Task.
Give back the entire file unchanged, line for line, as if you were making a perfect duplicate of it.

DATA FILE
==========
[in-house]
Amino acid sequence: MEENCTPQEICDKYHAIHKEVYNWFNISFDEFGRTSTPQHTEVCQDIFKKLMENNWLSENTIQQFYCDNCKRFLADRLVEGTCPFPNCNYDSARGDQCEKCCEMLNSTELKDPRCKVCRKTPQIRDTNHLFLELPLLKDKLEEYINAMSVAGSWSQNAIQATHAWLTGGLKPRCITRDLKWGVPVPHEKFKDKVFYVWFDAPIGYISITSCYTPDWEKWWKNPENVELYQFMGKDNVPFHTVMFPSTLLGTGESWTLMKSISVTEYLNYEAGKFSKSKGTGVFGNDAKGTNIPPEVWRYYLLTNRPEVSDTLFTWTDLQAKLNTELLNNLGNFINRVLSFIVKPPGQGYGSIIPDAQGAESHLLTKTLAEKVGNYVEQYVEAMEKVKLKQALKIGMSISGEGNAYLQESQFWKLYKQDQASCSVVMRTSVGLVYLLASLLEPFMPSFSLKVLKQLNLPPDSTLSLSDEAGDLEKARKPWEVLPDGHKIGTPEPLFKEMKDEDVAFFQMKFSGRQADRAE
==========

[in-house]
Amino acid sequence: MEENCTPQEICDKYHAIHKEVYNWFNISFDEFGRTSTPQHTEVCQDIFKKLMENNWLSENTIQQFYCDNCKRFLADRLVEGTCPFPNCNYDSARGDQCEKCCEMLNSTELKDPRCKVCRKTPQIRDTNHLFLELPLLKDKLEEYINAMSVAGSWSQNAIQATHAWLTGGLKPRCITRDLKWGVPVPHEKFKDKVFYVWFDAPIGYISITSCYTPDWEKWWKNPENVELYQFMGKDNVPFHTVMFPSTLLGTGESWTLMKSISVTEYLNYEAGKFSKSKGTGVFGNDAKGTNIPPEVWRYYLLTNRPEVSDTLFTWTDLQAKLNTELLNNLGNFINRVLSFIVKPPGQGYGSIIPDAQGAESHLLTKTLAEKVGNYVEQYVEAMEKVKLKQALKIGMSISGEGNAYLQESQFWKLYKQDQASCSVVMRTSVGLVYLLASLLEPFMPSFSLKVLKQLNLPPDSTLSLSDEAGDLEKARKPWEVLPDGHKIGTPEPLFKEMKDEDVAFFQMKFSGRQADRAE